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The Dog Stars (Vintage Contemporaries) Paperback – May 7, 2013
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Amazon Best Books of the Month, August 2012: Adventure writer Peter Heller’s The Dog Stars is a first novel set in Colorado after a superflu has culled most of humanity. A man named Hig lives in a former airport community—McMansions built along the edge of a runway—which he shares with his 1956 Cessna, his dog, and a slightly untrustworthy survivalist. He spends his days flying the perimeter, looking out for intruders and thinking about the things he’s lost—his deceased wife, the nearly extinct trout he loved to fish. When a distant beacon sparks in him the realization that something better might be out there, it’s only a matter of time before he goes searching. Poetic, thoughtful, transformative, this novel is a rare combination of the literary and highly readable. --Chris Schluep
Amazon Exclusive: Author Peter Heller on the Star of The Dog Stars
Our Hero, Hig, lives at a little country airstrip which he shares with his beloved blue heeler Jasper, and a mean gun nut named Bangley. It's nine years after a super-flu has killed 99.7% of the people on the planet. Hig sleeps out under the open sky at night with Jasper. He does it because he loves to see the stars, and because it's safer: if marauders come he won't be trapped in one of the nearby houses.
He used to have a book of the stars, but now he doesn't, so when he's lying out at night he makes up constellations. Mostly they are animals, and he makes one for his best friend Jasper. The Dog Stars. It's Hig's way of reinventing the lost world, and keeping in touch with the things he loves.
Jasper, to me, is the star of the book. He is fiercely loyal, and he gives Hig something to live for when there is not much else to hold on to.
A San Francisco Chronicle and Atlantic Monthly Best Book of the Year
“Extraordinary. . . . One of those books that makes you happy for literature.” —Junot Díaz, The Wall Street Journal
“This end-of-the-world novel [is] more like a rapturous beginning. . . . Remarkable.” —San Francisco Chronicle
“For all those who thought Cormac McCarthy’s The Road the last word on the post-apocalyptic world—think again. . . . Make time and space for this savage, tender, brilliant book.” —Glen Duncan, author of The Last Werewolf
“Heart-wrenching and richly written. . . . The Dog Stars is a love story, but not just in the typical sense. It’s an ode to friendship between two men, a story of the strong bond between a human and a dog, and a reminder of what is worth living for.” —Minneapolis Star-Tribune
“A dreamy, postapocalyptic love letter to things of beauty, big and small.” –Gillian Flynn, author of Gone Girl
"Heartbreaking" —The Seattle Times
“A brilliant success.” —The New Yorker
“Beautifully written and morally challenging” –The Atlantic Monthly
“A book that rests easily on shelves with Dean Koontz, Jack London or Hemingway." —The Missourian
"Dark, poetic, and funny." —Jennifer Reese, NPR
“Terrific. . . . Recalling the bleakness of Cormac McCarthy and the trout-praising beauty of David James Duncan, The Dog Stars makes a compelling case that the wild world will survive the apocalypse just fine; it’s the humans who will have the heavy lifting.” —Outside
“A post-apocalyptic adventure novel with the soul of haiku.” —The Columbus Dispatch
“An elegy for a lost world turns suddenly into a paean to new possibilities. In The Dog Stars, Peter Heller serves up an insightful account of physical, mental, and spiritual survival unfolded in dramatic and often lyrical prose.” —The Boston Globe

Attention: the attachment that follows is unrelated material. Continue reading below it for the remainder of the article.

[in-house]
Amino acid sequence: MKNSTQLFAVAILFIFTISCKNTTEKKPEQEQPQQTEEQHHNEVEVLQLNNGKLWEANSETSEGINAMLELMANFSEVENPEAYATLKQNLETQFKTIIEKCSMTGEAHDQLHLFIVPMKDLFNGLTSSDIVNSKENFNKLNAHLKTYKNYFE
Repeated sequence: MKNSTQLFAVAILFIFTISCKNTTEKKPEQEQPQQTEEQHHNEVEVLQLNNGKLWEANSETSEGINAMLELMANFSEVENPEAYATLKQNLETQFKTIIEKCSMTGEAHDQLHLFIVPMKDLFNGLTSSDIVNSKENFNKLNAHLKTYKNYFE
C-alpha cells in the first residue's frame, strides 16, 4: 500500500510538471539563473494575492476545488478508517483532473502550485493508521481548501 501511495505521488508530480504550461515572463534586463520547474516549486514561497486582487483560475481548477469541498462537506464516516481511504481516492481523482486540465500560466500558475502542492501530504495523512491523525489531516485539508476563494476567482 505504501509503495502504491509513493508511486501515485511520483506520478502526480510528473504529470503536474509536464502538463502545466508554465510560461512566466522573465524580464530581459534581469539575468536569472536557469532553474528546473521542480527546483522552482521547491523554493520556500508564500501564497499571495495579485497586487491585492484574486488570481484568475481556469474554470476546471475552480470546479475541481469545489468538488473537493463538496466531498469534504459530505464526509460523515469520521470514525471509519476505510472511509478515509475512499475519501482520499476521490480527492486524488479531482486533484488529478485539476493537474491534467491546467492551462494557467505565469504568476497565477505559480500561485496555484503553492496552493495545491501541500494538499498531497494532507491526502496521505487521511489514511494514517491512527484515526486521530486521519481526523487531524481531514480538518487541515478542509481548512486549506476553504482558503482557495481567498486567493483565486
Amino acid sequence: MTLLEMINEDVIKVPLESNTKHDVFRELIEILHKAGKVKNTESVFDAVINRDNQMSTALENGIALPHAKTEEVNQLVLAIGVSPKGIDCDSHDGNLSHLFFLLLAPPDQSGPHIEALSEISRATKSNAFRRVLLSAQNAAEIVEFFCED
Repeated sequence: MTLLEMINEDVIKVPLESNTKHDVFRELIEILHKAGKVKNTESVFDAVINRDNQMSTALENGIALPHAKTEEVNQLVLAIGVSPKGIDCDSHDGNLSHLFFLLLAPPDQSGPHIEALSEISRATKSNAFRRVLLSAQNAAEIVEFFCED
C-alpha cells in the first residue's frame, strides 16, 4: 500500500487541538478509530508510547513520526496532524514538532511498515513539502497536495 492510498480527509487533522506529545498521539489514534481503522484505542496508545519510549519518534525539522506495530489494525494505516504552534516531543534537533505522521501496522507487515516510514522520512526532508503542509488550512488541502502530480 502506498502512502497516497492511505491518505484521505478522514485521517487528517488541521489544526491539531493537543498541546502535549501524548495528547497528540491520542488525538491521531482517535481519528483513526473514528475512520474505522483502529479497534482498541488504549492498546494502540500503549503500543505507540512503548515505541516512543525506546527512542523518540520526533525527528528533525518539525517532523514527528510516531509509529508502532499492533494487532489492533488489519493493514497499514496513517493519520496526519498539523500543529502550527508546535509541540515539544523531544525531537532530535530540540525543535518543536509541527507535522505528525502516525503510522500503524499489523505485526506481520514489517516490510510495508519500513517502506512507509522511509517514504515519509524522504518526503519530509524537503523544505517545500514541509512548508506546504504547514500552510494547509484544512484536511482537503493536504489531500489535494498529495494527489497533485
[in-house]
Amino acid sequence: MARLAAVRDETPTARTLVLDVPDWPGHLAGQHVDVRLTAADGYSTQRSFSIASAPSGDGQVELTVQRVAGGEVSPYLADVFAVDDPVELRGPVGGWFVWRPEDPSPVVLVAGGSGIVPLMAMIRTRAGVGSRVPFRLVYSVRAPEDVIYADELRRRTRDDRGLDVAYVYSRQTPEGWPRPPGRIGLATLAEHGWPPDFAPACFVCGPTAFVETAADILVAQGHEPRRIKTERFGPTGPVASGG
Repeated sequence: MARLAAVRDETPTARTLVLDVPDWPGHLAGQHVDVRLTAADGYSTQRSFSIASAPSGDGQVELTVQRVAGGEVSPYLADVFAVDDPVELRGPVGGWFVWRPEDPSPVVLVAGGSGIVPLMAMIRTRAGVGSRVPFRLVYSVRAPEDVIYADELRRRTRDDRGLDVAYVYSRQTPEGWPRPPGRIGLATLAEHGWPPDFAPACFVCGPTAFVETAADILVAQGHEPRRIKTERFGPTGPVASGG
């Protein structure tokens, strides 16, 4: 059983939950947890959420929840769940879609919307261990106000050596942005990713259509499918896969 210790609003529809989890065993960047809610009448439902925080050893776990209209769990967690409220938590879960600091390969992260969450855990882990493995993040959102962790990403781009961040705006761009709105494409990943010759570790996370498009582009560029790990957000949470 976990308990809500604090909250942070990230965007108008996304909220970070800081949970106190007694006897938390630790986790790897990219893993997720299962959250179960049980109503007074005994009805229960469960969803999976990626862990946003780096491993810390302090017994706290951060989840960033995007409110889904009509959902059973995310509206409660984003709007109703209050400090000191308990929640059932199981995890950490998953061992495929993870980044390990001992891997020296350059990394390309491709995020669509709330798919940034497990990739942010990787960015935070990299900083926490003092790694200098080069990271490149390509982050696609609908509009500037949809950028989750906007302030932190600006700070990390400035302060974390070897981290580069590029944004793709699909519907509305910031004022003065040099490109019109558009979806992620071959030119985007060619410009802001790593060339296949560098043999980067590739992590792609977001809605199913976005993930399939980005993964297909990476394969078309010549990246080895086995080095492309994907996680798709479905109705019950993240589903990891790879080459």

“Take the sensibility of Hemingway. Or James Dickey. Place it in a world where a flu mutation has wiped out ninety-nine percent of the population. Add in a heartbroken man with a fishing rod, some guns, a small plane. Don’t forget the dog. Now imagine this man retains more hope than might be wise in such a battered and brutal time. More trust. More hunger for love—more capacity for it, too. That’s what Peter Heller has given us in his beautifully written first novel.” —Scott Smith, author of A Simple Plan and The Ruins
“With its evocative descriptions of hunting, fishing, and flying, [The Dog Stars], perhaps the world’s most poetic survival guide, reads as if Billy Collins had novelized one of George Romero’s zombie flicks.” —Publishers Weekly (starred)
“The Dog Stars can feel less like a 21st-century apocalypse and more like a 19th-century frontier narrative (albeit one in which many, many species have become extinct). There are echoes of Grizzly Adams or Jeremiah Johnson in scenes where Heller lingers on the details of how the water in a flowing stream changes color as the sun moves across the sky.” —The Dallas Morning News
“Full of action and hope…. One you’ll not soon forget.” — The Oklahoman
“A heavenly book, a stellar achievement by a debut novelist that manages to combine sparkling prose with truly memorable, shining, characters.” —The New York Journal of Books
“Gruff, tormented and inspirational, Heller has the astonishing ability to make you laugh, cringe and feel ridiculously vulnerable throughout the novel that will have you rereading certain passages with a hard lump in the pit of your stomach. One of the most powerful reads in years.” —Playboy
“The Dog Stars is a wholly compelling and deeply engaging debut.” —Pam Houston, author of Contents May Have Shifted
“Beautiful, haunting and hopeful. . . . Makes your breath catch and your heart ache.” —Aspen Daily News
“At times funny, at times thrilling, at times simply heartbreaking and always rich with a love of nature, The Dog Stars finds a peculiar poetry in deciding that there’s really no such thing as the end of the world—just a series of decisions about how we live in whatever world we’ve got.” —Salt Lake City Weekly